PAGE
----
- With the Swans ahead at half time and news of Wales being in control against Les Bleus, my thoughts drifted to how this could turn out to be one of those great sporting weekends;
- The 2nd half saw the Swans continue where they had left off the first, controlling the play and as much as Fulham did huff and puff (unlike the first half) they weren’t given a sniff at goal. The Swans were in complete control;
- After some quality build up play, another Routledge pass found Siggi whom calmly slotted past Schwarzer to double the lead and was no more than the Swans deserved. It was the Iceman’s 5th goal in 9 Premier League games. Priceless;
- I don’t usually take much interest in the oppositions substitutions, but I couldn’t help but notice how irate Kerim Frei was getting waiting to come on for Fulham… due to Swansea’s 1 min 30 odd seconds of consecutive passing (which I think MoTD quoted as 38 passes)!
- By the time Joe Allen broke away and calmly slotted home the Swans 3 goal, the 2,300 strong Jack Army to the right of the goal were already in celebratory mood (bouyed further by news of Wales’ victory) and had given the team some rousing, noisy support all afternoon – unlike the natives. An all to familiar trend this season;
- With the game fizzling out, Sinclair had a chance to make it 4 – but sadly choose to shoot high over the bar. It was a shame as he’d one of his better games of late and a goal would really help his confidence;
- A late Dempsey drive was pushed onto the bar by Vorm and that was it – the Swans had managed to keep a well deserved clean sheet on the back of an impressive display from the entire team;
- Much has been made of our midfield play this season but for me, today was another example of the huge contribution our back 5 have made – both individually and collectively. 12 clean sheets says it all really;
Despite seeing the final score in bright neon lights on the scoreboard above our heads, I still couldn’t quite believe or comprehend what I’d just witnessed. The Swans were fully deserving of the 3 nil drubbing they’d dished out and truth be known it could so easily have been as much as 5 – especially if Scotty had chosen to slot rather than convert his chance.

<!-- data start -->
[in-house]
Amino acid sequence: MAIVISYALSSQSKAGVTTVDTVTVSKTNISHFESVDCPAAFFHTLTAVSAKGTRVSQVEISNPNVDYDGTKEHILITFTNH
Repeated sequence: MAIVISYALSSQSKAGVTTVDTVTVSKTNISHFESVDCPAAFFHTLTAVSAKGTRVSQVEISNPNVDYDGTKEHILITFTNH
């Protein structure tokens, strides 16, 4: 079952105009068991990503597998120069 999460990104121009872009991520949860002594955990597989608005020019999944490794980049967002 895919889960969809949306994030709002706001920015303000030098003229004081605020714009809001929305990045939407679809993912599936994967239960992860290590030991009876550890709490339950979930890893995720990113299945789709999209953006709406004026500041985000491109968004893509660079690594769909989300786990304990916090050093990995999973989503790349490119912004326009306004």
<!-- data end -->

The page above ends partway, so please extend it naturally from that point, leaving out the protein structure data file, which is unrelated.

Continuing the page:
The scoreline certainly wasn’t what I’d envisaged before the game and the Swans still continue to amaze me (and everyone else?) week after week. What next, a victory at White Heart Lane or Old Trafford?
Given our pre-match walkabout experience, we opted to take the sensible approach to the journey home and catch the nearest tube destined for Paddington! That meant a pleasant, happy, sing-a-long walk through Bishop’s Park back to Putney Bridge along with hundreds of other Jacks, disgruntled but muted Fulham fans and a couple of police horses.
Before we could say “bottling it since 1927” we were back in Paddington and were embarking on our journey home with plenty of Jacks and Ambers to keep us company – or rather entertained as was more the case. It was good to have a decent conversation with other Welsh football fans whom like ourselves had enjoyed a successful day on the road.
The majority of the journey seemed to be taken up by the inebriated elements of the Jack Army serenading their Newport County counterparts about their upcoming trip to Wembley, a mutual dislike for all things Cardiff and doing the conga up/down the carriages – much to the amusement of the British Transport Police that were in tow (not literally).
Incidentally if the 14 year old looking girl with teeth braces whom got off the train (with her parents) in Bristol really wishes to know “Where is Swansea?”, then perhaps she really does need to brush up on her geography. Never has the wonderful “I can’t read and I can’t write but I can drive a tractor” song usually reserved for Bristol City fans been more appropriate!
This was surely just the warm up act for the arrival at Cardiff and the Grand Slam Glitter Girlies whom were bound to board the train destined for west Wales. Sure enough as we pulled up in Cardiff central we were met by hoardes of Stella ‘esque hotties all the worse for 15 pints of bow and a superb Welsh Grand Slam win. There were some real cocking beauts I can tell you!
No more than 10 minutes after departing the station they were all pretty much flat out – some were even spreadeagled across the tables – fast asleep, snoring and destined to miss their stop – FACT.
Upon arriving at Swansea’s stunning refurbished station at 11pm, I reflected on yet another wonderful away day watching my beloved Swans and what lessons I’d learned from the day.
Well, I learnt that (a) you should never trust Tourism Jack when it comes to directions and (b) that above all one should ALWAYS expect the unexpected from the boys in Black or White!
Swansea City, I just can’t stop loving you…